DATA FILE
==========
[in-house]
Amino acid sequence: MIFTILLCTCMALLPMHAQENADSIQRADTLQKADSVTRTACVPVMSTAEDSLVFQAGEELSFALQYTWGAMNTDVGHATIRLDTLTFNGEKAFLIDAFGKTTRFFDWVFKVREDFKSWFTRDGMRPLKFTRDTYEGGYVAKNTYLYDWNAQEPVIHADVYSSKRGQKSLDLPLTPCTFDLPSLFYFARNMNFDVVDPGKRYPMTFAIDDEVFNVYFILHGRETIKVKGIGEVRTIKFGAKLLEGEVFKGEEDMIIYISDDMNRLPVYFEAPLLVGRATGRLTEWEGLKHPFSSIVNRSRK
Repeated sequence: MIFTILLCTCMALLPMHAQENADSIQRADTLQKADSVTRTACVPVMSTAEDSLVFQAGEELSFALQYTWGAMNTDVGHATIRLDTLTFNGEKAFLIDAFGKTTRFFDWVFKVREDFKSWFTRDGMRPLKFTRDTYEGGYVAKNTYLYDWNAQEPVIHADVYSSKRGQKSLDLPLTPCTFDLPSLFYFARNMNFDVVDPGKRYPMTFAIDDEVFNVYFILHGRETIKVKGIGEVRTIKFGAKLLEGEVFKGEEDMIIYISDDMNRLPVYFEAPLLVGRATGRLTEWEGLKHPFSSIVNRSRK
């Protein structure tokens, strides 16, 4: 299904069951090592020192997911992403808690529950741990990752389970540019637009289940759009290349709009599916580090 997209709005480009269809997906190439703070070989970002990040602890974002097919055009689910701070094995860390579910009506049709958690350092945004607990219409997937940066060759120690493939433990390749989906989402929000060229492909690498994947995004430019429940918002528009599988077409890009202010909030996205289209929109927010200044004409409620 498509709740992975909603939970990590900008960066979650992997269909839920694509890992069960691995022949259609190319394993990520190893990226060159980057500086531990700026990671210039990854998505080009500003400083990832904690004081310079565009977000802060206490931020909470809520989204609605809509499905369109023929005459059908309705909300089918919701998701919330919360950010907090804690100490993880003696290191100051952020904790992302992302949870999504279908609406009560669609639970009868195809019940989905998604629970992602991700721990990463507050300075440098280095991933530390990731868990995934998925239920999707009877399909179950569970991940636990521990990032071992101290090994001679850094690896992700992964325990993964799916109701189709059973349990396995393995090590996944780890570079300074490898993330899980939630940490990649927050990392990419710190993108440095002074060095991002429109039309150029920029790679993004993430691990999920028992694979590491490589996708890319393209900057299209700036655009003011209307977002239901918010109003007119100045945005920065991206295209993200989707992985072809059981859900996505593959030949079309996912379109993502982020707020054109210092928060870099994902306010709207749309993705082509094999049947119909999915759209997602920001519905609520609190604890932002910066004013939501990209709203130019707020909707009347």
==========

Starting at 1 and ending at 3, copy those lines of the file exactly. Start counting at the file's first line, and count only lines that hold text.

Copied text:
[in-house]
Amino acid sequence: MIFTILLCTCMALLPMHAQENADSIQRADTLQKADSVTRTACVPVMSTAEDSLVFQAGEELSFALQYTWGAMNTDVGHATIRLDTLTFNGEKAFLIDAFGKTTRFFDWVFKVREDFKSWFTRDGMRPLKFTRDTYEGGYVAKNTYLYDWNAQEPVIHADVYSSKRGQKSLDLPLTPCTFDLPSLFYFARNMNFDVVDPGKRYPMTFAIDDEVFNVYFILHGRETIKVKGIGEVRTIKFGAKLLEGEVFKGEEDMIIYISDDMNRLPVYFEAPLLVGRATGRLTEWEGLKHPFSSIVNRSRK
Repeated sequence: MIFTILLCTCMALLPMHAQENADSIQRADTLQKADSVTRTACVPVMSTAEDSLVFQAGEELSFALQYTWGAMNTDVGHATIRLDTLTFNGEKAFLIDAFGKTTRFFDWVFKVREDFKSWFTRDGMRPLKFTRDTYEGGYVAKNTYLYDWNAQEPVIHADVYSSKRGQKSLDLPLTPCTFDLPSLFYFARNMNFDVVDPGKRYPMTFAIDDEVFNVYFILHGRETIKVKGIGEVRTIKFGAKLLEGEVFKGEEDMIIYISDDMNRLPVYFEAPLLVGRATGRLTEWEGLKHPFSSIVNRSRK